RAW VIDEO: Polish Archaeologists Uncover Female 'Vampire' Buried With Sickle
UKM TV

The face of a man suspected to be a 19th-century vampire has been digitally reconstructed, thanks to Parabon NanoLabs and the Armed Forces DNA Identification Laboratory.

The image was unveiled at the International Symposium on Human Identification conference in Washington DC, earlier this week.

His body was discovered in 1990 at an abandoned cemetery in Griswold, Connecticut, and was arranged in the shape of a skull and crossbones, leading people to believe he belonged to the living dead.

The coffin lid had brass tacks that spelled "JB55", according to IFL Science, who also reported that his name remains unnamed due to the gave being left blank.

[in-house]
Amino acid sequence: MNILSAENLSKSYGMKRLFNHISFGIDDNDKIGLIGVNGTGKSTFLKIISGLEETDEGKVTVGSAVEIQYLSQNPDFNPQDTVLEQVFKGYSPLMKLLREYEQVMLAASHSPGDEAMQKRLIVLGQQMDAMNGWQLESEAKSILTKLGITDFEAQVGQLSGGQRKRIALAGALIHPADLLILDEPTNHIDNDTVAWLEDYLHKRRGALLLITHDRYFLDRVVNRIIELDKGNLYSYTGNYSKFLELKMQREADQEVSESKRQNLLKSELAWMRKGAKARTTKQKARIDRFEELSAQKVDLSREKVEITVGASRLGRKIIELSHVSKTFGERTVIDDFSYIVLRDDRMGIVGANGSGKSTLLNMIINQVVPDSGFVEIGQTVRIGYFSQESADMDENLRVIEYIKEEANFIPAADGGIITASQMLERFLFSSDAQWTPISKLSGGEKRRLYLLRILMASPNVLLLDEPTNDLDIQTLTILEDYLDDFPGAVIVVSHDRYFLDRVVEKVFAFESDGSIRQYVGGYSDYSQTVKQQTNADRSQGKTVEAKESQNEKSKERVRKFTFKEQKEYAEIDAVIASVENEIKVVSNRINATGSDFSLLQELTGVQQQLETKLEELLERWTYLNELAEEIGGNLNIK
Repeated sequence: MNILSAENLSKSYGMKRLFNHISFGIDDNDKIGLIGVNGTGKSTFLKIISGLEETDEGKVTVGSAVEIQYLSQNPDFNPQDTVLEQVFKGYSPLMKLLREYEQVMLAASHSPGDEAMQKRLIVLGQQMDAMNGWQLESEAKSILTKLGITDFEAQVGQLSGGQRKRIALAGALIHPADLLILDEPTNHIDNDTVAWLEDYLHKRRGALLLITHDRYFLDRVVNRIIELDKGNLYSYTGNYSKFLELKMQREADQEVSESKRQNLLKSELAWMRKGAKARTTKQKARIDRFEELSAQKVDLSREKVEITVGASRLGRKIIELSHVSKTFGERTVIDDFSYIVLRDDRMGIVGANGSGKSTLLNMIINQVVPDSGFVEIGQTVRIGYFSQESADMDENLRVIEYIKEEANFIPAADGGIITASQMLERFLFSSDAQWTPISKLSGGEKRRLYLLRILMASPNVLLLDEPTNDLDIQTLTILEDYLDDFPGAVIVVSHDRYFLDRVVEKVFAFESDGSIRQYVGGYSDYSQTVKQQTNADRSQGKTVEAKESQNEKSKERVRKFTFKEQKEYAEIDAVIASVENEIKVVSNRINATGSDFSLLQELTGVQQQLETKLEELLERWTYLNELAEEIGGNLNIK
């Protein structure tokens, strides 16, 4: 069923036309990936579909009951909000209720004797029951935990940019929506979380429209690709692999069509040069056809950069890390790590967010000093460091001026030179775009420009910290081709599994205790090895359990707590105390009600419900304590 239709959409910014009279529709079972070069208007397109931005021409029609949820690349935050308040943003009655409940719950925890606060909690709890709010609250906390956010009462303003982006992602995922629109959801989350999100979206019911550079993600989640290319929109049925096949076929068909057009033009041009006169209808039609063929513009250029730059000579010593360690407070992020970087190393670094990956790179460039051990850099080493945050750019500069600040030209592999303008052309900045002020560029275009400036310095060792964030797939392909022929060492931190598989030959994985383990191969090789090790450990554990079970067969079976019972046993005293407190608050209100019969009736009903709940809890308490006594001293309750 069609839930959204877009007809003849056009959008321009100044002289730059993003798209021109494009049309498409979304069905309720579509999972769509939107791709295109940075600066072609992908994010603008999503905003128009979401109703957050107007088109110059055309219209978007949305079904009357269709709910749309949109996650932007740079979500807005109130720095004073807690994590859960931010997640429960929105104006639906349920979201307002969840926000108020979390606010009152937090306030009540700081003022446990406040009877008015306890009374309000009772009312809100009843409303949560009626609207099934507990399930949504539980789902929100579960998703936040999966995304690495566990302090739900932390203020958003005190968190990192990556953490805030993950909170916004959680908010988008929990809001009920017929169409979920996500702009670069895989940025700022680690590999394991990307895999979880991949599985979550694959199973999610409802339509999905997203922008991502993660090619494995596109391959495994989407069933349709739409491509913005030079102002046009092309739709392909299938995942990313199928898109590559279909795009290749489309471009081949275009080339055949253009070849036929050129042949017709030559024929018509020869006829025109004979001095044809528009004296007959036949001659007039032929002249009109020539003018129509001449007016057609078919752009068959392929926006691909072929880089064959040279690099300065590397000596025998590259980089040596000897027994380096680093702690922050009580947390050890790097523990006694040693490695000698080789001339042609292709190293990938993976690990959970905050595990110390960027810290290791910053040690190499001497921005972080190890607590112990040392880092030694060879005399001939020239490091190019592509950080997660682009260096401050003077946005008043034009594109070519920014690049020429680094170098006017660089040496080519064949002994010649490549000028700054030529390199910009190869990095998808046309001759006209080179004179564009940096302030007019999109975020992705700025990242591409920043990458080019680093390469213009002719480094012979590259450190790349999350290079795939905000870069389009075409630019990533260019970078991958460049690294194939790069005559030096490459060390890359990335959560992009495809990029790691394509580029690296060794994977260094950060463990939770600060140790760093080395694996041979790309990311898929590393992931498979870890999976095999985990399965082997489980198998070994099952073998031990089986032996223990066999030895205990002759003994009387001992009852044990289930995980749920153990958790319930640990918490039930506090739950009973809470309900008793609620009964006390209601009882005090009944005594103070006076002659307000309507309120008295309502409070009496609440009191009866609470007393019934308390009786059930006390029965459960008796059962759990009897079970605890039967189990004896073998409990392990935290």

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Parabon Nanolabs


Research revealed that the man may have died from a chronic pulmonary infection, such as tuberculosis, a bacterial infection that generally affects the lungs. It is said that if a person becomes severely sick with the illness, they can suffer gaunt cheeks and receding gums – making the teeth look more elongated like a vampire's.

The DNA results showed that the man-in-question had fair skin (92.2 per cent confidence), brown or hazel eyes (99.8 per cent confidence), dark hair (97.7 per cent confidence), and some freckles (50.0 per cent confidence), according to the outlet.

Researchers from the 2019 study also delved into the "JB55's" identity, revealing two matches with the surname "Barber". A closer look into historical records found a death notice of a man named John Barber, who was also buried in Griswold cemetery.

Their latest work supported the 2009 study, after discovering JB55 had ancestors with the surname Barber living in New England in the 18th and 19th centuries.

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